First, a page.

In recent years, more and more plant-based alternatives to animal-derived foods have made the transition to a vegan lifestyle easier – tofu to substitute meat, almond milk instead of dairy milk, and more.
If you’re looking to eat cruelty-free baked goods, there’s one ingredient that no proper substitute has been found for that works just as good. That ingredient is yeast. Nothing quite beats the rise that yeast-leavened bread has. But, before indulging in these beautiful carbs, we must first make sure; is yeast vegan?
What Is Yeast?
Yeast is a single-cell fungus that needs a supply of food and moisture to survive. In fact, yeast cells obtain energy through digesting food.
The way yeast works in baking, as well as in the making of beer and wine, is through fermentation. Yeast is used as a leavening agent, which produces carbon dioxide gas, fermenting the sugars in the flour and causing the dough to rise.
Thus, yeast is undoubtedly alive. But so are plants, and the fact that they’re alive doesn’t mean that they’re not vegan to consume.
Why Is Yeast Vegan?
Although yeast is a fungus, it isn’t considered a “living organism” with thoughts and feelings. But is that enough to deem it safe to consume for vegans? Turns out, yes!
Yeast doesn’t suffer in any way or shape when used in our recipes. That’s because yeast doesn’t have brains that could receive pain signals, nor does it even have a central nervous system.
All in all, yeast is vegan and is safe to be consumed without weighing on your conscience. It was even deemed safe to eat by PETA, the animal rights organisation.
Still, some vegans prefer not to ingest it. Since ethics change from one person to another, and there’s no specific list of rules to follow when adopting a vegan lifestyle, it all comes down to each individual’s beliefs about how safe they think something is to include in their diet.
Types of Yeast
There are two main types of yeast available; baker’s yeast, which is the leavening agent that gives bread that beautiful airy nature that we all love, and brewer’s yeast, used mainly in beer making.
There are three main types of baker’s yeast used in the fermentation process of baking bread and pastries such as croissants, doughnuts and hot cross buns. Each of these types differs in properties, method of usage and even taste.
Active Dry Yeast
This type of yeast is best used for recipes with a longer proofing time as it has a longer fermentation process. To use it, you first need to dissolve it in warm water that’s no hotter than 43°C, as that’ll kill the yeast. The most optimum temperature is 38°C.
After about ten minutes, your yeast mixture will increase in size and become foamy. Thus you could go on adding the rest of your ingredients. If your yeast mixture’s size doesn’t increase after more than 20 minutes, then it’s most likely dead and not usable anymore.
To prevent this from happening, make sure to store active dry yeast away from warm areas, preferably keep sealed packets and jars in the freezer. Once they’re opened, you could store them in an airtight bag in the fridge.
Instant yeast is quite similar to active dry yeast except for two main differences; the first is the granules’ size – instant yeast has smaller granules than active yeast. The second difference is that it doesn’t need to be dissolved in warm water before use.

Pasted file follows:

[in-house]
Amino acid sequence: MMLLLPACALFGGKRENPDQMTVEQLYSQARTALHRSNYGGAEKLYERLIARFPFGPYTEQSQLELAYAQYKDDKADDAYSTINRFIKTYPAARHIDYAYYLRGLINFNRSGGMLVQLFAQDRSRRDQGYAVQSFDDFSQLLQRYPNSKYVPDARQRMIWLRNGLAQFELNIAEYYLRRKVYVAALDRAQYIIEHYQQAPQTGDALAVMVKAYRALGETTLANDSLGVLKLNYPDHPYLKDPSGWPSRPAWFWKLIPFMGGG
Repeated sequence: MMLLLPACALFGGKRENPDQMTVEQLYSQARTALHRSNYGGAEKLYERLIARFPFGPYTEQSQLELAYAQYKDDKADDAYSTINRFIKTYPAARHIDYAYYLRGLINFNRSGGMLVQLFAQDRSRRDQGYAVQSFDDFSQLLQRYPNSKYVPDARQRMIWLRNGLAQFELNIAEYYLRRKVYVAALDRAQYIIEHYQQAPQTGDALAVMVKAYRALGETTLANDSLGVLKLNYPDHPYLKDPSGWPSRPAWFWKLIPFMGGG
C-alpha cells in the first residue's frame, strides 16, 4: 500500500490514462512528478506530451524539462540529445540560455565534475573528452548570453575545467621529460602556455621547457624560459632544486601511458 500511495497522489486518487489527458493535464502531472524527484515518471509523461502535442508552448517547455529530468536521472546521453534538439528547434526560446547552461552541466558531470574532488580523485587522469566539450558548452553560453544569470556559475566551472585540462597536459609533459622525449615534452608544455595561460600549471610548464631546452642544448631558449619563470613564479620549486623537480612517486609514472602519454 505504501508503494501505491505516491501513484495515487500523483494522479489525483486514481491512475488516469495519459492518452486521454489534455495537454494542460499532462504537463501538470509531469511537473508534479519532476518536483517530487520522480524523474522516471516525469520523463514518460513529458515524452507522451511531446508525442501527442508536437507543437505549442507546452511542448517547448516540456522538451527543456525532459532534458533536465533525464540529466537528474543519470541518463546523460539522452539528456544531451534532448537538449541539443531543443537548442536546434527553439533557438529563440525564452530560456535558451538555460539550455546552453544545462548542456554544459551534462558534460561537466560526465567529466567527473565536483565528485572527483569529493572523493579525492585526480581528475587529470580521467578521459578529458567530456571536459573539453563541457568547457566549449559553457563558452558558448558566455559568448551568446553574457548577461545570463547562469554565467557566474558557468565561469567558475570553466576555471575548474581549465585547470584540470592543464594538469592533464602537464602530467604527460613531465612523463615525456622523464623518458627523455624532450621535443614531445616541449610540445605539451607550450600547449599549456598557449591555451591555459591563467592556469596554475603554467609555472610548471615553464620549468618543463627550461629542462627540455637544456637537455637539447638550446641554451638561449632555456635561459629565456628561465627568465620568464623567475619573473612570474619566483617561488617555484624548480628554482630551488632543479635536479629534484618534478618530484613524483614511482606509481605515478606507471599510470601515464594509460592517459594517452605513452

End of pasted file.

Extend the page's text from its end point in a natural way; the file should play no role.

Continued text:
This makes instant yeast the most reliable and active type of baker’s yeast available. When using it, you can add it directly to your recipe without blooming it. That’s mainly due to the finer granules of instant yeast, as they allow for a faster rehydration process.
Instant yeast is also very shelf-stable and safe to store in a dry, airtight container or the freezer. It’s also available as rapid rising, which uses special enzymes that make the dough rise faster and could let you skip over an entire rising time.
Unlike the previous types, fresh yeast isn’t dehydrated. It’s also the least shelf-stable type, as it has a high moisture content of about 70%, so it must be used within a couple of weeks of purchase and kept in cool, dry places (preferably a refrigerator).
Fresh yeast comes in big compressed blocks or small, square cakes; hence, it’s also called “compressed yeast” or “cake yeast”.
Before each use, you should proof fresh yeast to ensure that it’s still safe to use. To proof it, add it to warm water with a tiny amount of sugar dissolved in it. About five to ten minutes later, if the mixture begins to foam, you’re good to go.
The reason why fresh yeast should be proofed is that it’s highly perishable. If it’s not kept in ideal conditions, it’ll begin to mould and no longer be safe for use. Some bakers prefer to use fresh yeast for sweeter recipes, too, as it gives a lively scent.
In addition to beer making, brewer’s yeast is used as a nutritional supplement for its richness in chromium and naturally occurring proteins. Plus, it’s a source of several B vitamins.
There are two types of yeast used in beer making; one for brewing ale and one that makes lager.
Top-fermenting yeast is used to ferment ale. The yeast is applied to the top of the wort, creating a rich, thick head. It should be used at a warm temperature between 10 and 25°C.
Top-fermenting yeast tends to be more flavourful and is the oldest fermenting method.